Coronavirus: The Global Roots of a Predictable Outbreak

In the second part of her interview with WILL BROWN, global health expert SOPHIE HARMAN looks at why the international response to Covid-19 has been so flawed and calls on Labour to rethink development.

Will Brown: There have been some criticisms of the World Health Organisation (WHO) and claims we need to rethink the approach to pandemics at the international level. Is that right?

Sophie Harman: We don’t need to rethink the international approach at all. We have the structures there. If you wanted to design what you would do in response to a pandemic, it’s all there. The international health regulations (IHR) are clear about reporting mechanisms, there are frameworks for investing in countries to prepare their systems, and lots of money has gone into low- and middle-income countries to map and report outbreaks.

There are two main criticisms of the international health regulations. The first is that, of course, they are subject to politics. They always have been.

They were reformed in 2005 after SARS when everyone was worried about under-reporting by China. Now anyone can report an outbreak to avoid relying on states. But the wider politics are still there because the WHO still has to be allowed into a state to see what’s happening.

With Covid-19, they not only did the quiet diplomacy, they then praised China and criticised Taiwan. You can’t say you’re apolitical then get involved in politics. So there were a couple of missteps and that created a wider proxy war with Trump and the US.

The second issue you’ve got with the IHR is that one of the regulations says there’s no point shutting borders, that by the time a virus is out there it’s too late. Yet some people claim those states that were most effective were the ones that did shut borders.

So do we need to revisit the IHR? I understand that question but it was such a lot of pain setting up these regulations in the first place, any replacements would be watered-down, they wouldn’t be an enhanced version.

What’s happened with global health is the WHO has been hollowed out since the 1990s. First, it was seen as ineffective on HIV and AIDs, so they created UNAIDs [United Nations Programme on HIV/AIDS]. Then it was seen as ineffective on funding malaria and tuberculosis, so they created The Global Fund to fight AIDs, tuberculosis and malaria. Then, after Ebola, the international community went to the World Bank to create a pandemic preparedness fund.

No-one really invests in the WHO or trusts that it can do this, so it’ll be interesting to see if Covid-19 hollows it out further. It gets more money now from the Bill & Melinda Gates Foundation, its number one donor, than the US which is pulling out. Further change or reform is not needed right now.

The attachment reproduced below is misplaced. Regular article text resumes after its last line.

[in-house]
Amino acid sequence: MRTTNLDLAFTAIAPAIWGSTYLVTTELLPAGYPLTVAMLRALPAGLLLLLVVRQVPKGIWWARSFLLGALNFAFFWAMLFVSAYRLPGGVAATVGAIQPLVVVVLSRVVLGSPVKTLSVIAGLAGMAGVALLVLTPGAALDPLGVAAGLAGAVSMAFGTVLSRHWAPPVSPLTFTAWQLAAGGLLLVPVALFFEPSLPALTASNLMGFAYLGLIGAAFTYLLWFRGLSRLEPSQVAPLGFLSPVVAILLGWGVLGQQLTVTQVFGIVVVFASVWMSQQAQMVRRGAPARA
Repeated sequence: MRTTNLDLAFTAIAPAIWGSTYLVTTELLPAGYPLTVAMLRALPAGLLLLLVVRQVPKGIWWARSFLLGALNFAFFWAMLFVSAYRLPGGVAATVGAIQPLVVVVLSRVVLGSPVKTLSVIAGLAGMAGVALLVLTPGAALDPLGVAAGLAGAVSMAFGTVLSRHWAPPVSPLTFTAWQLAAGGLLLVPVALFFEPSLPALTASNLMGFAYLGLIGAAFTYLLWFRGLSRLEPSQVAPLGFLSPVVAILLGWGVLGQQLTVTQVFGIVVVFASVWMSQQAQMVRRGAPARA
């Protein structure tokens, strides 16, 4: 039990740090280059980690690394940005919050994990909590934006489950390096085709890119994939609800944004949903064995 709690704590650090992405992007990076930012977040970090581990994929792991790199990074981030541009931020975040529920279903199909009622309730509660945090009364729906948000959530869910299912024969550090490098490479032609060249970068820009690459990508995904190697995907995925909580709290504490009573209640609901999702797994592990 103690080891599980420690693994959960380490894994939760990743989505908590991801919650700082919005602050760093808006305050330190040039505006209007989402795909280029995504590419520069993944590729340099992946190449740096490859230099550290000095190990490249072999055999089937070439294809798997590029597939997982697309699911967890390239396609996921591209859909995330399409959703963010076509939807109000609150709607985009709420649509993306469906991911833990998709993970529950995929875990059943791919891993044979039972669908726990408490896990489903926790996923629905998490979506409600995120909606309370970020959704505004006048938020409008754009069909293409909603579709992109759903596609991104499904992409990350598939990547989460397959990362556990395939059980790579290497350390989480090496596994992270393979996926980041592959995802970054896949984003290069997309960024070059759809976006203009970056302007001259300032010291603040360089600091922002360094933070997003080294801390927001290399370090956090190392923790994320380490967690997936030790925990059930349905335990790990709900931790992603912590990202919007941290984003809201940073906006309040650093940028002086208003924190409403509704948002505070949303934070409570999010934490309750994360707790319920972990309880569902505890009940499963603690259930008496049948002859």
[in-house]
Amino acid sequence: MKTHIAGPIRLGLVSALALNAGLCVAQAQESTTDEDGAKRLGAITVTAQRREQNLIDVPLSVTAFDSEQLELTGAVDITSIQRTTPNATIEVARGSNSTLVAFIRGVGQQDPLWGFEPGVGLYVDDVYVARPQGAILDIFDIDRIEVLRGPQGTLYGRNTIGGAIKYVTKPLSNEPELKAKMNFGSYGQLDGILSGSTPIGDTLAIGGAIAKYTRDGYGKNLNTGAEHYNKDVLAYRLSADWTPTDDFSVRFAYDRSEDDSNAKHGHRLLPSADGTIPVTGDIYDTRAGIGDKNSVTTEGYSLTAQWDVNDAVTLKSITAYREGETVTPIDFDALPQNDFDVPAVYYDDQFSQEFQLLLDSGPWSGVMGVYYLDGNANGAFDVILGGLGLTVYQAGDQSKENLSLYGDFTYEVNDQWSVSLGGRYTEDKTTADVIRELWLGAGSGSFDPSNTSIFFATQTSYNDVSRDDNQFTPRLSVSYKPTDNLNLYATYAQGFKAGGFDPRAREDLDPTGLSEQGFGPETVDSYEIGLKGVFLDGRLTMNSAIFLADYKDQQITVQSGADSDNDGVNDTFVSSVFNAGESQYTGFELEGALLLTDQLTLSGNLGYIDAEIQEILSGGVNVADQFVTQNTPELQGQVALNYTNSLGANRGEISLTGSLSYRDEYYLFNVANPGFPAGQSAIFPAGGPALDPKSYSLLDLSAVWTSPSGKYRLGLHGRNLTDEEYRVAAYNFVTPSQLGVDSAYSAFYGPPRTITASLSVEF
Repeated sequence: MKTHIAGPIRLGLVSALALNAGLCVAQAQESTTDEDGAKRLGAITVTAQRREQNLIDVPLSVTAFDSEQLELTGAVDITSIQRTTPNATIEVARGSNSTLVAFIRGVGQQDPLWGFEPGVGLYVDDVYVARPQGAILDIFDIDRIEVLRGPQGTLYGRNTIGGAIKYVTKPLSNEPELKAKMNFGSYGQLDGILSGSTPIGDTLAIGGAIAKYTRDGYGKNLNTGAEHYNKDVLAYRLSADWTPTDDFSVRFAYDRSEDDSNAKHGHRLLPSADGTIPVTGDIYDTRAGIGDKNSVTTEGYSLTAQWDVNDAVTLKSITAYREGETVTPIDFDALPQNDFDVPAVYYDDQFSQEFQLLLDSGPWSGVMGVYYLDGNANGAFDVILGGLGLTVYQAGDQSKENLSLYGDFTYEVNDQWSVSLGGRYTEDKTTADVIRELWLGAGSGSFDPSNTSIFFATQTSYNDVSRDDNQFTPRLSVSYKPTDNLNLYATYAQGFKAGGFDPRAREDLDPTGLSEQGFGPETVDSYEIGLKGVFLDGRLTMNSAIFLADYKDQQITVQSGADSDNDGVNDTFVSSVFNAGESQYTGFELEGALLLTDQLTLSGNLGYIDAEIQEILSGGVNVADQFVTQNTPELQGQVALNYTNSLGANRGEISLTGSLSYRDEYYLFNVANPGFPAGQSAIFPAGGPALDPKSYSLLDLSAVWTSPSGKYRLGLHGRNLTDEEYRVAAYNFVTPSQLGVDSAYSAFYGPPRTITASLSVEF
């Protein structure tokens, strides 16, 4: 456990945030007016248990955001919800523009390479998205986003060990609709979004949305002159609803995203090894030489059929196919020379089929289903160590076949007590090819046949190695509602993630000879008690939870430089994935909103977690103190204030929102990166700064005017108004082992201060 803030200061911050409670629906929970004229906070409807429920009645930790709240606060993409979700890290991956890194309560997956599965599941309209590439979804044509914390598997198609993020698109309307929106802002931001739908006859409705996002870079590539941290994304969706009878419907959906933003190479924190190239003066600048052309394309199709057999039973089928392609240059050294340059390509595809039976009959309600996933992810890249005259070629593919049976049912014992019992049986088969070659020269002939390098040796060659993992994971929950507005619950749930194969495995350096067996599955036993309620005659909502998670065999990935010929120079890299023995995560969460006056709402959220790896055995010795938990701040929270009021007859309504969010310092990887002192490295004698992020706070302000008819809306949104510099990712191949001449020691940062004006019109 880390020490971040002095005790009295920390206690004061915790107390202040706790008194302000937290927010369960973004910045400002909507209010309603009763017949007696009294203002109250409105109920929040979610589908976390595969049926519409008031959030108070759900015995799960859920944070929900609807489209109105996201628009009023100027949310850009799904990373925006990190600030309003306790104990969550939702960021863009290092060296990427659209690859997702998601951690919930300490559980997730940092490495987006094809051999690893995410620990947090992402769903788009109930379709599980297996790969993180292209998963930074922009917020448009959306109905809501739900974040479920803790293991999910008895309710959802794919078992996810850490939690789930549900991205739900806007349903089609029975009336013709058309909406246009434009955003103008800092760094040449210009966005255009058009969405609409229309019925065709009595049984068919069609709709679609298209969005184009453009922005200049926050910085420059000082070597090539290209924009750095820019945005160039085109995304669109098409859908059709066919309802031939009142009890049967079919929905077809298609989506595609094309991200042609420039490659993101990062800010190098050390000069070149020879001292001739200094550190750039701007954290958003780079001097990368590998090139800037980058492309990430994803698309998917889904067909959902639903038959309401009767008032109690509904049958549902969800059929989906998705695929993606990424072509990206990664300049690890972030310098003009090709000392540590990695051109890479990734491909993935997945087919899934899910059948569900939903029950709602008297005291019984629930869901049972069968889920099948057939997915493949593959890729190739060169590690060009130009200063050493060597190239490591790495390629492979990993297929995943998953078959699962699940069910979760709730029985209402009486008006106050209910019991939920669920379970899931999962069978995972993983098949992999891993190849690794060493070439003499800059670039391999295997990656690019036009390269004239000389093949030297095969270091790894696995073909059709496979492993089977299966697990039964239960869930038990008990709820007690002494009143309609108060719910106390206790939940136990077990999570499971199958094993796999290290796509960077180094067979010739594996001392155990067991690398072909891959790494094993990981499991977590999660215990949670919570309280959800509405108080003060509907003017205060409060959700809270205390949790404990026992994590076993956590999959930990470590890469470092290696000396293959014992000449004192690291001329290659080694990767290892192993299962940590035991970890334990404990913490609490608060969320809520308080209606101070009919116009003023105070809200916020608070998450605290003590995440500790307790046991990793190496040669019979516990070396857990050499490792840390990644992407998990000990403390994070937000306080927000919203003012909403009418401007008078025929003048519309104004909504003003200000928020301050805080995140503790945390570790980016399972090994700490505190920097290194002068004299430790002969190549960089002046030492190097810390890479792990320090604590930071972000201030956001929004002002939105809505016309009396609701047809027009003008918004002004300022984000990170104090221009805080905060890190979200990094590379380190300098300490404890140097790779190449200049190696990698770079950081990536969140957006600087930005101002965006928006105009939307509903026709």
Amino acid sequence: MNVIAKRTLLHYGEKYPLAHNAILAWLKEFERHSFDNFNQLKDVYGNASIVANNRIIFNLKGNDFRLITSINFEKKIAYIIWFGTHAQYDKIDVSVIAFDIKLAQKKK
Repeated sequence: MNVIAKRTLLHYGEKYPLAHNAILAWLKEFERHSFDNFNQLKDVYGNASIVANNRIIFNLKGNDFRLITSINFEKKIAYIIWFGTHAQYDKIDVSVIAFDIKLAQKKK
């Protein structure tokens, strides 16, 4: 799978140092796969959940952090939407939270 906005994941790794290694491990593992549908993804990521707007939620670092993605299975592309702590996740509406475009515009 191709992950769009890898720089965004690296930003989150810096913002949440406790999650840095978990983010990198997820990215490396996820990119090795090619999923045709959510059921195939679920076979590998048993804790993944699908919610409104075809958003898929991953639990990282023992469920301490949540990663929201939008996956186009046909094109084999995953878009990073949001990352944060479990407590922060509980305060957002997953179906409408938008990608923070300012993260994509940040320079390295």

WB: Was the international response always going to be limited in effectiveness given there is such a tense relationship between USA and China?

SH: That was always going to be a struggle. The whole global health response rests on a certain level of internationalism, of sharing information, of at least cooperating, if not actually trusting each other.

If you want to defeat the virus you are only as strong as your weakest element. You can’t pull up the drawbridge, you have to work together. We have to shift from thinking these outbreaks are rare to knowing they’re quite common, thinking about how we mitigate them and prevent them becoming pandemics.

WB: Is it surprising the European Union’s response was not speedier and more cooperative?

SH: The EU is a funny one on global health. Even though it’s a major donor, it’s not really a major player in global health security. The fact that it wasn’t super quick doesn’t really surprise me. But it wouldn’t surprise me now if the EU learns lessons and is more proactive in the future.

It will also be interesting to see what it does within the European region of the WHO. Is there going to be a particular interpretation of the international health regulations – about borders, in particular, and access to vaccines and vaccine sharing?

WB: Labour’s new international development team has started thinking about what the UK’s international development response should be. For several years it has promoted the goal of universal health care. What should Labour focus on now?

SH: There needs to be a new conversation about what development means. Labour needs to rethink the principles – not just saying, ‘We’re going to give you a school or a health clinic or anti-retroviral drugs.’ On what principles is that assistance provided? Preparing for pandemics can be based on a principle of solidarity: ‘We are as vulnerable as you are.’

Information sharing is also vital. It’s depressing there was so much the UK could have learned from Sierra Leone and Liberia on how to respond to health emergencies, but there was none. Sharing knowledge and learning is important not just for strategic interests – it’s not just a gimmick, it’s really important for us.

This goes back to the arrogance of the UK, the belief that this doesn’t happen here and if it does, we’ll be fine. If what has happened in the UK with Covid-19 was happening in Nigeria, we’d have sent in the international community by now and said we’re going to deal with it.


Sophie Harman is Professor of International Politics at Queen Mary University London.

She is an expert in global health governance specialising in African politics and gender and was nominated for a BAFTA in 2019 for her work on the film Pili.

Professor Harman has commented extensively on the COVID-19 pandemic, including in the New Statesman and through a series of videos for the Mile End Institute.

You can read the first part of Will Brown’s interview with Sophie Harman here.